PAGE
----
The Nuggets are off to a 5-6 start, have only defeated one opponent on the road (the 1-13 Utah Jazz) and are still far from being completely healthy.
Sure, the Nuggets started 4-6 last season and eventually racked up a franchise-record 57 wins. We're not close to hitting the panic button.
But with a new-look roster, no specific rotation set and a different style of play, is this team capable of doing what the 2012-13 Nuggets did? Considering the Western Conference is improved, including divisional opponents in the Portland Trail Blazers and Minnesota Timberwolves, the Nuggets will be fighting for their playoff lives in April.
Even though head coach Brian Shaw has tweaked the Denver offense and is looking to slow down the pace at times, the Nuggets are still scoring 103.7 points. The problem is they are giving up 103.9, which is 27th in the league.
Losing key defenders like Andre Iguodala and Corey Brewer hurt. However, it's the big men that are really struggling.
Here's a look at the best performances from the opposing post players against the Nuggets.
Statistics are from NBA.com
If you throw in Nicolas Batum's 21 points and 12 rebounds with Russell Westbrook's 30 points and 12 rebounds, the Nuggets have given up 13 double-doubles with the point-rebound combination. Plus, even though Serge Ibaka didn't do much damage, Kevin Durant crushed the Nuggets inside and finished with 38 points.
Improving the defense was a top priority coming into the year, but there's no sign of it.
In fact, according to John Hollinger's statistics at ESPN, the Nuggets were 11th in defensive efficiency last season at 102. This year they are 21st at 102.7 and giving up a 25th-ranked 45.3 points in the paint.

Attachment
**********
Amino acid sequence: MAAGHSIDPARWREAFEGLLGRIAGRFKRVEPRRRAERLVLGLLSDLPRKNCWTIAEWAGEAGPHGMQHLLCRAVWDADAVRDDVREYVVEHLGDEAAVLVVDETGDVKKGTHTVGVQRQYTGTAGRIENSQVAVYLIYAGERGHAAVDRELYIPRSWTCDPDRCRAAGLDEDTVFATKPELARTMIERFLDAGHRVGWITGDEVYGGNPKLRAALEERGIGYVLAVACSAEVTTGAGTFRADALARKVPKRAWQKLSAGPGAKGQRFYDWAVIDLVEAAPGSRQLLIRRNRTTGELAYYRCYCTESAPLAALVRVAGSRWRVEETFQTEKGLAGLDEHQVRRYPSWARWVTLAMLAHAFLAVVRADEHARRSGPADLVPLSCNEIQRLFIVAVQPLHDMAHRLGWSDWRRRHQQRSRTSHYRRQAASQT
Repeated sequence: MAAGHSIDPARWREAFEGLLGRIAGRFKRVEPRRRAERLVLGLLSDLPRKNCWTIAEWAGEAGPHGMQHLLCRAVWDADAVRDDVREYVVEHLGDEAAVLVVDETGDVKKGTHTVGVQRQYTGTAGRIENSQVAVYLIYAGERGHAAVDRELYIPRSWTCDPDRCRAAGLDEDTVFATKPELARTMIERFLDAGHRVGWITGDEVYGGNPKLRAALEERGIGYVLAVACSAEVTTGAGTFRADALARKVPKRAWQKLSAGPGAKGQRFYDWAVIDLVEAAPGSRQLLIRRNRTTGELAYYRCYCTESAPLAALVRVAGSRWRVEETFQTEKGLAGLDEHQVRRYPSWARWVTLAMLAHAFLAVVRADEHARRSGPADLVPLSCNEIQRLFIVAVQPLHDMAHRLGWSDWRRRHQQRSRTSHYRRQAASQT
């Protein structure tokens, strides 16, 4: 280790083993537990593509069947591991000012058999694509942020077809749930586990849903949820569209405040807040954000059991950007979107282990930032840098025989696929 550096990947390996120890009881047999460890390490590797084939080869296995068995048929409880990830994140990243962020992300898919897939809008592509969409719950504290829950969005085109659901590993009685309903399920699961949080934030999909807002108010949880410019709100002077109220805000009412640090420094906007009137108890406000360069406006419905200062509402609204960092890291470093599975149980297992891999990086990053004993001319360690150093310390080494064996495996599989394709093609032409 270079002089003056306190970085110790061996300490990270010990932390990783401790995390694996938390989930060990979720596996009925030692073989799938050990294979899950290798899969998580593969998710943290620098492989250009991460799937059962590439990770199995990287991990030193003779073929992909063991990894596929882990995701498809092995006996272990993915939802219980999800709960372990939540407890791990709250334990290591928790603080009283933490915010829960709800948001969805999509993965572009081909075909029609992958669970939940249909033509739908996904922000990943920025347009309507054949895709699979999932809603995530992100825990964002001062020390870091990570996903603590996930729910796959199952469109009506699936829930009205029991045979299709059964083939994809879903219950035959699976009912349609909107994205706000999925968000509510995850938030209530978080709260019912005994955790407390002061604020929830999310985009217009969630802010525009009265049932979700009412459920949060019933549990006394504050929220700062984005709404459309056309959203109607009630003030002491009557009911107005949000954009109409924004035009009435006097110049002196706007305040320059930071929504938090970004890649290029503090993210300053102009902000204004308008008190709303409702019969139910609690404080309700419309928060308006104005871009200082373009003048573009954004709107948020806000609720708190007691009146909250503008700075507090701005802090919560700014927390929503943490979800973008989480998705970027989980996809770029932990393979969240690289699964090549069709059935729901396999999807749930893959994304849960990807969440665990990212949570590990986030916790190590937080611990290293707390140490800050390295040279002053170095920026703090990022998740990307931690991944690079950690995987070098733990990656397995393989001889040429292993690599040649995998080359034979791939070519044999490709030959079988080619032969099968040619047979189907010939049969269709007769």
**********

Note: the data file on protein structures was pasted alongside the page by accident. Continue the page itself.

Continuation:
Denver continues to struggle defending the pick-and-roll, at the elbow and at the low block.
JaVale McGee's injury doesn't help, but nonetheless, he lacks fundamentals, footwork and decision-making. Kenneth Faried and J.J. Hickson don't have the height and can't defend in space.
But what about Timofey Mozgov? He isn't the greatest defender and has some developing to do, but he protects the rim at 7'1", takes up a lot of space with his big body and never takes a play off.
While Hickson has played well offensively and on the glass as of late, the defense isn't there. It's the same problem the Trail Blazers ran into with him last season.
It's time for Mozgov to start. He isn't going to have numbers every night like he did against the Los Angeles Lakers (23 PTS, 9 REB and 4 BLK), but his presence and ability to contest each shot makes him a legitimate obstacle for the opponent each night.
Unless Shaw and his coaching staff can improve Faried's and Hickson's defense, this is the one internal solution. Otherwise, general manager Tim Connelly may have to look for a big man somewhere else.
There were two numbers the Nuggets wanted to change from last year to this season—34.3 percent from three-point range and 70.1 percent from the free-throw line.
They are up to 37.8 percent from behind the arc but have descended to 69.7 from the line.
For all the Denver players who are attempting at least one free throw per game, here's how they are doing this year compared to last season.
This is a very troubling trend.
After Ty Lawson, we have to slide all the way over to Anthony Randolph to see someone who has a higher percentage this year, and he isn't even in the primary rotation anymore.
McGee and Darrell Arthur are both perfect from the line this year, but both are only taking 0.4 shots.
McGee's attempts will likely go up, but according to Aaron J. Lopez of Nuggets.com, he's still out indefinitely with his leg injury, and he's never shot better than 66 percent in a season. Arthur's attempts should remain steady since he mostly takes mid-range jumpers.
Faried and Hickson have never made greater than 70 percent of their free-throw attempts in a year, but both are having season-lows. Randy Foye is a huge head-scratcher since he's never shot worse than 81.5 percent.
On the bright side, Danilo Gallinari should help when he returns since he shot 82.2 percent from the line last year and led Denver with 4.9 free-throw attempts. Wilson Chandler's percentage should come up since he got a late start because of his previous hamstring injury and has only taken 11 attempts.